Hackers, according to Paul Taylor, are separated from the "legit" computer world by a gulf of mutual incomprehension. Taylor constructs his tale of hackers and their arch enemies from face-to-face interviews conducted both in the UK and the Netherlands, and e-mail interviews that span more than a decade and several continents. It makes for an informative--if not a rollicking--read.
Taylor has succeeded in not taking sides; rather he interviews those on both sides of the fence--hackers and computer security experts--as well as the (theoretically) unbiased fence-sitters, computer scientists. He examines the role of hackers in testing corporate security, contrasts the ethics of practitioners and "the computer underground" and explores the difference between those who consider hacking to be a criminal offence and those who see it merely as "an appropriate application of ingenuity".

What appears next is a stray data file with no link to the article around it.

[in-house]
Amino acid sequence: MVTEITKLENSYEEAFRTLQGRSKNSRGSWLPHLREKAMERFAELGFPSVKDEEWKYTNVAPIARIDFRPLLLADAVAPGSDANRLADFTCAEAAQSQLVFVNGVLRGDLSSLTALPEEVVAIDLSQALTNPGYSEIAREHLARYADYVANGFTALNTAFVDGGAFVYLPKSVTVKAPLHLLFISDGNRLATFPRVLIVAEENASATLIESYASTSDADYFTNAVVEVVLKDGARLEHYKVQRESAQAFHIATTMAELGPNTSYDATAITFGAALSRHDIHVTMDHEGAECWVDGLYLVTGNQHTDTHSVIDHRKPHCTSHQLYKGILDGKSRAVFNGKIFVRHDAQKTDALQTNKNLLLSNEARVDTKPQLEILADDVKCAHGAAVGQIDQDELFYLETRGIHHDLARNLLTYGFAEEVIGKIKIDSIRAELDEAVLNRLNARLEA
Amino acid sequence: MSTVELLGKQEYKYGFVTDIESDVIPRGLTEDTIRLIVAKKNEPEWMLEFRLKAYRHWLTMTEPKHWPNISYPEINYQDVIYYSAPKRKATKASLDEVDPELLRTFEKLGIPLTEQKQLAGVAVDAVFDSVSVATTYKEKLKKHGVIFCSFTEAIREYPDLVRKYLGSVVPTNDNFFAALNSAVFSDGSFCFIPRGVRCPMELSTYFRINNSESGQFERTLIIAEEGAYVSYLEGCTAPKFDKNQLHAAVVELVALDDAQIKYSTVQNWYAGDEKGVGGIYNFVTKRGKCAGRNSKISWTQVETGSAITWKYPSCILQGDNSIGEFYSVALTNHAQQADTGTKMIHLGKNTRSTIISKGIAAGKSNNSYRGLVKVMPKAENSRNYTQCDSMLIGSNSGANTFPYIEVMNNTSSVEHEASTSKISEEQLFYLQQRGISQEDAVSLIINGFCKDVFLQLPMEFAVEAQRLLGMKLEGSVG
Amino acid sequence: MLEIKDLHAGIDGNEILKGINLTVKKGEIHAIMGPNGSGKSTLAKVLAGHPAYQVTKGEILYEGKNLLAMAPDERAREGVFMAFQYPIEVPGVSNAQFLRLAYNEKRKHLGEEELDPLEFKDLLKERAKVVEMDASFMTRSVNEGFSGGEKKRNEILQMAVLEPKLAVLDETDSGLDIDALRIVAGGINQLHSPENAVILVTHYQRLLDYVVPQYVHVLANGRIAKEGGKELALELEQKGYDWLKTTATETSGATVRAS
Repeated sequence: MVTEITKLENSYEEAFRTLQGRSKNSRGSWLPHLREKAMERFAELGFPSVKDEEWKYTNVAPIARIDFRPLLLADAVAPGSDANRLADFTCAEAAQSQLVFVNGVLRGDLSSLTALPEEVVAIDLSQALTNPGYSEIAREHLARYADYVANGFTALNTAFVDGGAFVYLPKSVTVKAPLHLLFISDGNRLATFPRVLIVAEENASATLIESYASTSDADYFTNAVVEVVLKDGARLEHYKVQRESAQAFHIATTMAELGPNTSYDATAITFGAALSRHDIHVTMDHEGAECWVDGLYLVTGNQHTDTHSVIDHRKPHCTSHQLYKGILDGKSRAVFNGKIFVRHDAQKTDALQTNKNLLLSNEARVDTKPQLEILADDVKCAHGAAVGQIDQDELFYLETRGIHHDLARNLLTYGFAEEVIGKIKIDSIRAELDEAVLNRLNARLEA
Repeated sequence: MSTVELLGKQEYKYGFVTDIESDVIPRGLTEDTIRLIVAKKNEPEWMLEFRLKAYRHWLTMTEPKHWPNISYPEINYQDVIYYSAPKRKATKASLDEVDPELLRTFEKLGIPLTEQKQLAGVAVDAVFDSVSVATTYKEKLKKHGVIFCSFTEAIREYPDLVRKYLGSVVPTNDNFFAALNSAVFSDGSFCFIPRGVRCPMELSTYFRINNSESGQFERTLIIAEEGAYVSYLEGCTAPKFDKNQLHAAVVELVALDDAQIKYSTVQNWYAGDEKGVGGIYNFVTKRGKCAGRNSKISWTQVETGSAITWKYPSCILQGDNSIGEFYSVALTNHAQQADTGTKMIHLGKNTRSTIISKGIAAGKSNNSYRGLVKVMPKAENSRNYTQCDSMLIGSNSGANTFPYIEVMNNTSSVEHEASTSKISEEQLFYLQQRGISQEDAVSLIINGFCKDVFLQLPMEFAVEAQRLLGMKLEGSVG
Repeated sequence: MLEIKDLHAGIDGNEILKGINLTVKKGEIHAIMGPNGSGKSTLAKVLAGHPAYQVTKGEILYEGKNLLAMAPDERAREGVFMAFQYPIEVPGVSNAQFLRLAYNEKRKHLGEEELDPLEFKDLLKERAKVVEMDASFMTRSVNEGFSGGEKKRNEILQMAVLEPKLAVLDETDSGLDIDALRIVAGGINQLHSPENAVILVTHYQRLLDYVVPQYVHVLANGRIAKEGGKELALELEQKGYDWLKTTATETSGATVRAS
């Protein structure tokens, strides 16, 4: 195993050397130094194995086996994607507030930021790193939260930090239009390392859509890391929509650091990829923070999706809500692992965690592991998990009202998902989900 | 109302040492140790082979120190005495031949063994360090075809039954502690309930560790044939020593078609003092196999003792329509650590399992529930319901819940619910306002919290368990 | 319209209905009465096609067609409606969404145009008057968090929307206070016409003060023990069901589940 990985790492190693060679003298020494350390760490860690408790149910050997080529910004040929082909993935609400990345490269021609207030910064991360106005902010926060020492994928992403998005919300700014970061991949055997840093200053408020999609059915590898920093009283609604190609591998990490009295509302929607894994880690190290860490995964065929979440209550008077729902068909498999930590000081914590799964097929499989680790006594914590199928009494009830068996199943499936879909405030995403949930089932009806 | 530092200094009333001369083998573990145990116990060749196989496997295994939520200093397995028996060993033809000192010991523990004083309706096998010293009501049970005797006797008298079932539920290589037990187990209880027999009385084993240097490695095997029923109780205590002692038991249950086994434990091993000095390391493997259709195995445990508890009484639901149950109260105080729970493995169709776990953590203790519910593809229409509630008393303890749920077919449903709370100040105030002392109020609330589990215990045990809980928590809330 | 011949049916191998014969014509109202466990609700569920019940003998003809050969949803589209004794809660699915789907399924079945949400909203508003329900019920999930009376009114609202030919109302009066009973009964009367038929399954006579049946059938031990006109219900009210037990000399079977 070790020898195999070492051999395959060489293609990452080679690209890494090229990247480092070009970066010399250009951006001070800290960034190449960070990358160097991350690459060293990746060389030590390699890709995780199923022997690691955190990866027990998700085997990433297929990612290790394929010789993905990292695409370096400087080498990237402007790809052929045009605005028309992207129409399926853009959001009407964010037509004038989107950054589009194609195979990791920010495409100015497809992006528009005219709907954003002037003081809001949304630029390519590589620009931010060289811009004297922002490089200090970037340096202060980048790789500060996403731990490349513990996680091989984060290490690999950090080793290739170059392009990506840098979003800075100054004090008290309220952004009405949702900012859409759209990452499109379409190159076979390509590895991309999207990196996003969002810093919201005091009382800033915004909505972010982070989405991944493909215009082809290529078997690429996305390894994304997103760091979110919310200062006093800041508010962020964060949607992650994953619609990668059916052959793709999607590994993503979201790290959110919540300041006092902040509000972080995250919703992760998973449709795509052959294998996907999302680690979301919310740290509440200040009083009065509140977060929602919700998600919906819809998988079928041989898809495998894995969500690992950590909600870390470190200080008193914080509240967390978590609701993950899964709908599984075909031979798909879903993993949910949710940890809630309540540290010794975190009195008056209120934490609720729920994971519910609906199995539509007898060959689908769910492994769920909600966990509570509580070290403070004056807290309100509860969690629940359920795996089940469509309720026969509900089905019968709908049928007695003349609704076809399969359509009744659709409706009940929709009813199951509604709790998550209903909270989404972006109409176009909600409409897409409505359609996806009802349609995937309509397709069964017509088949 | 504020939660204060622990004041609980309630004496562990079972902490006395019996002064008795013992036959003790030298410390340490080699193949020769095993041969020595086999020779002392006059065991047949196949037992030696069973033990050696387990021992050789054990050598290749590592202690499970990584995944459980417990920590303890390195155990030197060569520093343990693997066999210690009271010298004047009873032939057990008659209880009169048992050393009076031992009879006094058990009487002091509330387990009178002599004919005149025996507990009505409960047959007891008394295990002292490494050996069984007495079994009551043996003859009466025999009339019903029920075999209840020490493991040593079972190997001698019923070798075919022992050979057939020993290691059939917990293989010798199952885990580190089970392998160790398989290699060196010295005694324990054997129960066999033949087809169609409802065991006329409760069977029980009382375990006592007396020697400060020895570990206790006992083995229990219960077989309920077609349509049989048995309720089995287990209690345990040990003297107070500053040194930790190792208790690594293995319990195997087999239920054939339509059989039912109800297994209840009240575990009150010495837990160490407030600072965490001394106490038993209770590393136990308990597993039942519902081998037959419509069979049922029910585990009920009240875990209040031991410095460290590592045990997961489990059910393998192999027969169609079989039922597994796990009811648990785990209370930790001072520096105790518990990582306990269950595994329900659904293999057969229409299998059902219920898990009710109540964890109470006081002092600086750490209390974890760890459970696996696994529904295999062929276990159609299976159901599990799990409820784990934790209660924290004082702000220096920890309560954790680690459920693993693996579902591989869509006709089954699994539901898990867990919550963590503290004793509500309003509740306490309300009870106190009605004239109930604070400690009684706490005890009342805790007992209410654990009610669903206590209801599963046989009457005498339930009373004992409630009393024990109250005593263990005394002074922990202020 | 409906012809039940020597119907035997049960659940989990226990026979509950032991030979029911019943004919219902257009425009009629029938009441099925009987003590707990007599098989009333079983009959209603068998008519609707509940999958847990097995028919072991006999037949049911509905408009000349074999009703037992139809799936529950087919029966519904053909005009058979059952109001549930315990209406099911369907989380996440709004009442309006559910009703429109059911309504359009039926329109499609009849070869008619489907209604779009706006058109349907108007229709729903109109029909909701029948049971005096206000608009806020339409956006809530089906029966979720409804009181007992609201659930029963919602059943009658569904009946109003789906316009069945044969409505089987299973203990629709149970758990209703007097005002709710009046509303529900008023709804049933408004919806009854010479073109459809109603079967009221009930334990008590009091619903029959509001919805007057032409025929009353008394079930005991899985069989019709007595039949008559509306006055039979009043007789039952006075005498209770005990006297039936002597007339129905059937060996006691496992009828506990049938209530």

The failure of both security practitioners and hackers to grasp the profound technological changes we're all living through, believes Taylor, has brought about this gulf of mutual incomprehension. Whereas social, cultural and historical investigations of the previous, industrial revolution gives us a context within which to understand the changes it brought about, in the throes of the information revolution we have no such intellectual framework. Taylor's dry, academic account is hardly likely, however, to remedy these unreconcilable differences. --Liz Bailey
'A must read for anyone who wants to understand the hacking phenomena that has swept the world' -- Dorothy E. Denning, Georgetown University, USA